Gundy v. United States: Supreme Court upholds Attorney General ability to apply SORNA to pre-Act offenders (for now)
- By: greg.mermelstein
- On: 07/14/2019 17:07:34
- In: Court Summaries
The federal Sex Offender Registration and Notification Act's provision that gives the Attorney General authority to determine how to apply registration requirements to people convicted before the Act is not an unconstitutional delegation of legislative authority, a plurality of the Supreme Court ruled June 20 in Gundy v. United States.
But the issue may not be over, since four justices questioned or opposed the ruling, and Justice Kavanaugh did not participate.
SORNA, enacted in 2006, gave the Attorney General “the authority to specify the applicability of the requirements” for sex offender registration “to sex offenders convicted before the enactment of this chapter” and “to prescribe rules for the registration of any such sex offenders.”
Herman Gundy was a pre-Act offender who was convicted of a sex offense in 2005. After SORNA was enacted, he did not register. He was later convicted of failure to register.
Gundy argued that Congress unconstitutionally delegated legislative power when it authorized the Attorney General to “specify the applicability” of SORNA to pre-Act offenders.
Justice Kagan, writing for a four-justice plurality, upheld Congress' delegation.
“A statutory delegation is constitutional as long as Congress lays down by legislative act an intelligible principle to which the person or body authorized to exercise the delegated authority is directed to conform,” she said.
“Given that standard, a nondelegation inquiry always begins (and often almost ends) with statutory interpretation,” she said. “The constitutional question is whether Congress has supplied an intelligible principle to guide the delegee's use of discretion.”
The Court had previously ruled that SORNA requires the Attorney General to apply registration to all pre-Act offenders, Kagan said.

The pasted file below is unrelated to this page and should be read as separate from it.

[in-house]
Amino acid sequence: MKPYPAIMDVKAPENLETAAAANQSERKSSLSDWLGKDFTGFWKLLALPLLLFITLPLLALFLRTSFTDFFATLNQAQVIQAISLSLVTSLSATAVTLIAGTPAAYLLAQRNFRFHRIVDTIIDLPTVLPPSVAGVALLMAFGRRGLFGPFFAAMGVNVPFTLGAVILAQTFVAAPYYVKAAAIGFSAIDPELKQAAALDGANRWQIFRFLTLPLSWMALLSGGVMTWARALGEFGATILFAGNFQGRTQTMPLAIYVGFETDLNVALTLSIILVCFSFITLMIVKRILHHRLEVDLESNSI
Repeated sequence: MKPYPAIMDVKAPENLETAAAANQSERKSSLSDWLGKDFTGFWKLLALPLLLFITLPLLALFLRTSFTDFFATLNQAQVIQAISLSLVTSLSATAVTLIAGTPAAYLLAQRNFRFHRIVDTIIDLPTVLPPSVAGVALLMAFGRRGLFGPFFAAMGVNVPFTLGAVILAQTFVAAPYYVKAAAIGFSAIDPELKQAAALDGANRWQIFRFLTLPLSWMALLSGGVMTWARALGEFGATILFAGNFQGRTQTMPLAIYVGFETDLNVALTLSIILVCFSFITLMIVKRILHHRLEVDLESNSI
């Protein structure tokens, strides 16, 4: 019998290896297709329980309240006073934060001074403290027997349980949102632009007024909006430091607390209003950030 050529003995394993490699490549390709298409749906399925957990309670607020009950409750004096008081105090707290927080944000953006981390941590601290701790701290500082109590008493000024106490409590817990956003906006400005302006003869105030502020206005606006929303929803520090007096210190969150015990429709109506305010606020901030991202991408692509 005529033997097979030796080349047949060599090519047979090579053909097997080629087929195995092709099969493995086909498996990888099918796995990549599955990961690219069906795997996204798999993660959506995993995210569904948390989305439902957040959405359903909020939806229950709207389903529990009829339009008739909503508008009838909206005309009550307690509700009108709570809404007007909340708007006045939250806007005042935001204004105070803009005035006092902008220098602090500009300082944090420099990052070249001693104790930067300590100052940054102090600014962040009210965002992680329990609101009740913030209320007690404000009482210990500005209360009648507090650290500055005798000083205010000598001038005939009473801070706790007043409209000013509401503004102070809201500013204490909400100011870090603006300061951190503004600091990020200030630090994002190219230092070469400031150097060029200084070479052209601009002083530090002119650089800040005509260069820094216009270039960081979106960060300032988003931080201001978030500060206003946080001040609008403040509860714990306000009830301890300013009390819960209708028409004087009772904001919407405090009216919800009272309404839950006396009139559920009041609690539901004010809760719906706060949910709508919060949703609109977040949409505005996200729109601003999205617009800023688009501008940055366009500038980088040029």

Thus, “the Attorney General's discretion extends only to considering and addressing feasibility issues,” Kagan said. “Given that statutory meaning, Gundy's constitutional claim must fail” because SORNA's “delegation falls well within permissible bounds.”
“If SORNA's delegation is unconstitutional, then most of Government is unconstitutional – dependent as Congress is on the need to give discretion to executive officials to implement its programs,” Kagan concluded.
Concurring and dissenting opinions
The concurring and dissenting opinions indicate that the issue may not be over, especially since Justice Kavanaugh did not participate.
Justice Alito concurred in the judgment only because the Court had eight decades of precedent upholding Congress' broad delegation of authority.
“If a majority of this Court were willing to reconsider the approach we have taken for the past 84 years, I would support that effort,” he said. “But because a majority is not willing to do that, it would be freakish to single out the provision at issue here for special treatment.”
Justice Gorsuch, joined by Chief Justice Roberts and Justice Thomas, dissented on grounds that Congress cannot make such broad delegations of legislative authority.
The framers made law-making difficult because they believed the government's most dangerous power was the power to enact laws restricting people's liberty.
“If Congress could pass off its legislative power to the executive branch, the vesting clauses, and indeed the entire structure of the Constitution, would make no sense,” they said. “Without the involvement of representatives from across the country or the demands of bicameralism and presentment, legislation would risk becoming nothing more than the will of the current President.”
They said that's precisely what's happened with SORNA, since different Attorneys General have adopted different positions and policies across different administrations.
The power to write criminal laws cannot be given to the Attorney General charged with enforcing them, they said. “If a single executive branch official can write laws restricting the liberty of this group of persons, what does that mean for the next?”
“In a future case with a full panel, I remain hopeful that the Court may yet recognize that, while Congress can enlist considerable assistance from the executive branch in filling up details and finding facts, it may never hand off to the nation's chief prosecutor the power to write his own criminal code,” Gorsuch said. “That is delegation running riot.”